So is it the scheme or the offensive line? These were the same questions we were asking last year. By bringing all five offensive linemen back in 2019 and extending right tackle Bobby Massie, the Bears’ actions appeared to show they didn’t think the offensive line was to blame.
The tape so far this season says otherwise.
But it’s also fair to wonder about the scheme — especially when you witness the Raiders gashing the Bears’ outstanding defense with stretch runs to the edges, sometimes right at Khalil Mack. Jon Gruden did a great job with a gap scheme that concentrated on chipping and doubling Mack. But that’s not really the Bears’ offense. They don’t have a fullback like Alec Ingold to cut Mack, like he did on Josh Jacobs’ first touchdown run.
If there is any scheme adjustment Nagy can pull off, the bye week is the time to do it. But chances are, the Bears’ best hopes for improvement come from within. That’s how left tackle Charles Leno Jr. sees it.
“Whatever type of run it is, the offensive line are the guys up there blocking, so we just got to do our job better. I keep on saying it, that’s got to start with me,” Leno said. “I’m going to go into this bye week and do some real deep searching and see how I can get better. Because all I want to do is help the team win and if I’m not doing my job well, à la holding calls — some bullshit in my opinion — but at then of the day, if I’m not doing my job, I’m hurting the offense and we can’t get going.”
In Leno’s defense, he has had at least two penalties called on him this season that were simply bad calls, but he’s clearly doing something to cause the holding penalties to pile up.
“I don’t know. I don’t know what they’re looking at, man. So whatever. It is what it is. I got to get better,” Leno said.
The entire line needs to get better. It’s not just Leno. There are other offensive problems too — the quarterback and tight end play needs to improve too — but being able to run the football would help all of it. The Bears can’t be one-dimensional when they’re down to their backup quarterback or if they are starting a young quarterback who is still developing.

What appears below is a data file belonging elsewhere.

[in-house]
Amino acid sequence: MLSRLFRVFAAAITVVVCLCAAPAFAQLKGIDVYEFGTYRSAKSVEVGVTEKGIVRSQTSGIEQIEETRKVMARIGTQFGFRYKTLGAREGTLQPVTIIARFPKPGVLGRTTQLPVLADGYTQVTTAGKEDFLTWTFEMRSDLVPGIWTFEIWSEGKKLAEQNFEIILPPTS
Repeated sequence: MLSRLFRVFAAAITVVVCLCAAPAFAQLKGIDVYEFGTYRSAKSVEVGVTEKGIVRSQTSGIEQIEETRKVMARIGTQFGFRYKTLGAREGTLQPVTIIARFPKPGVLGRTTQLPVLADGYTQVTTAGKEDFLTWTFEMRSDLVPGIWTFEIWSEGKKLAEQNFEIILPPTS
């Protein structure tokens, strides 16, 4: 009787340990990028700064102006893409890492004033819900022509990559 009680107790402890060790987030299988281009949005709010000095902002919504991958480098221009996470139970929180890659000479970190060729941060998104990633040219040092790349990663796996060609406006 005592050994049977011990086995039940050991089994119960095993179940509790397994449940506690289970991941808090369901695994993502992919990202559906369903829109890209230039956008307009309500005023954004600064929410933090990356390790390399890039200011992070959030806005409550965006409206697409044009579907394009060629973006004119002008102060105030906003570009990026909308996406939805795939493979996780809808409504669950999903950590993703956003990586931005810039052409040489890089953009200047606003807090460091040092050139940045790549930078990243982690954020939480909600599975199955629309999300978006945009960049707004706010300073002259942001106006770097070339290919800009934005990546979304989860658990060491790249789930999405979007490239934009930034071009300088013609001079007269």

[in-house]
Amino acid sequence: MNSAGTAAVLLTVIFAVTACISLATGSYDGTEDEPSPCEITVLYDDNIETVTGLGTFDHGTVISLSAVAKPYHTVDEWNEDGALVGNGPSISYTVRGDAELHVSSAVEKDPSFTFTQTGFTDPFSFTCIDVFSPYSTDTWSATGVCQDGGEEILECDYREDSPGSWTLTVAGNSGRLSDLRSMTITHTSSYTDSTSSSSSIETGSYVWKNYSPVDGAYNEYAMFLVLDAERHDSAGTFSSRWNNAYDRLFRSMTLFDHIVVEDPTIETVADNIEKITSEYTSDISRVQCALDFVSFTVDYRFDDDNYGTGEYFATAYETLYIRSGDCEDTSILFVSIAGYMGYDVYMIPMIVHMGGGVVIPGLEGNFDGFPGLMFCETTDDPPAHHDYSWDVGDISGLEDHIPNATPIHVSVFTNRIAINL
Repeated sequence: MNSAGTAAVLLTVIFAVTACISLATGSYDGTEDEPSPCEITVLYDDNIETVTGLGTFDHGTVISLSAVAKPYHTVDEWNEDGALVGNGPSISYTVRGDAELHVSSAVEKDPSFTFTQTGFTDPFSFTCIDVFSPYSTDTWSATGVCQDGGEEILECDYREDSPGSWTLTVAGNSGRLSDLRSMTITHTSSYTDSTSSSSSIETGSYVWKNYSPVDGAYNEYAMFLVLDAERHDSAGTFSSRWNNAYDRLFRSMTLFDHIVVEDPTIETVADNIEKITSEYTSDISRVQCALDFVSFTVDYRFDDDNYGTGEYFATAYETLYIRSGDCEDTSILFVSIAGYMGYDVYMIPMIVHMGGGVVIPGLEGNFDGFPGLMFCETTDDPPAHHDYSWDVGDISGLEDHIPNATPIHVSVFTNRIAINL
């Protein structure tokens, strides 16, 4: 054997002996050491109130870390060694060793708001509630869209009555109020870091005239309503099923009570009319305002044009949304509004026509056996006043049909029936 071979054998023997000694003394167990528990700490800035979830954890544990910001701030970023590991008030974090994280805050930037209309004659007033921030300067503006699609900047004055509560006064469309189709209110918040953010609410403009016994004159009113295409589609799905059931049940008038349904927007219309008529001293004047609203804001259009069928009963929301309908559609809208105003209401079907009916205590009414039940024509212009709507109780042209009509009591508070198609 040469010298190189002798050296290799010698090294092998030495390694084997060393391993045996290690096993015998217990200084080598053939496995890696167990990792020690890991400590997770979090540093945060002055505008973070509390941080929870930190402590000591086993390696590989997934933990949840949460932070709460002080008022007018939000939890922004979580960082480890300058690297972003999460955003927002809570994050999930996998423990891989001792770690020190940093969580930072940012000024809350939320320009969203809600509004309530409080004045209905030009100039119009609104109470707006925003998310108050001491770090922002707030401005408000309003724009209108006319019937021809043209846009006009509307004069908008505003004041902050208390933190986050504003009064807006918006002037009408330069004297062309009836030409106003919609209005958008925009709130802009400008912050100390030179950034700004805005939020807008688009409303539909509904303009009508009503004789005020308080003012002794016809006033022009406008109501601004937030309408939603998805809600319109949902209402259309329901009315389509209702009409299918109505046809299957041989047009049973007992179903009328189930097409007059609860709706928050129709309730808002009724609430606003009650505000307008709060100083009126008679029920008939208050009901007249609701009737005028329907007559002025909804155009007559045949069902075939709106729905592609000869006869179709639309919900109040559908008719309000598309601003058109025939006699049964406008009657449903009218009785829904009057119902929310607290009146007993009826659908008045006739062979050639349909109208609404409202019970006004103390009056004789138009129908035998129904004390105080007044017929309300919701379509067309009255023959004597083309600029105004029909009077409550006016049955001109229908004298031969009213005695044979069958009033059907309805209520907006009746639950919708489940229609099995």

When asked after the game what changed offensively when the Bears put up 21 points in the third quarter, Nagy simply said: “Um, we threw the ball a little bit.”
The short and cold response seemed to be another indictment of the running game.
The Bears have a lot to figure out during the bye week. They had a 3-2 record last year too (3-3, in fact) and managed to win 12 games. But the schedule is much tougher the rest of the way and it seems hard to believe they’ll be able to win 12 games again with their current quarterback situation and a non-existent running game. They can’t expect the defense to be perfect every week — that’s just unrealistic when there’s so much talent in the NFL (the Raiders’ offensive line is by far the best the Bears have seen this year).
“I believe wholeheartedly in our guys, but we need to — every coach, every player — it’s time to start looking at themselves in the mirror and figuring out why you’re out there,” Nagy said.
That’s quite a message to take into the bye week.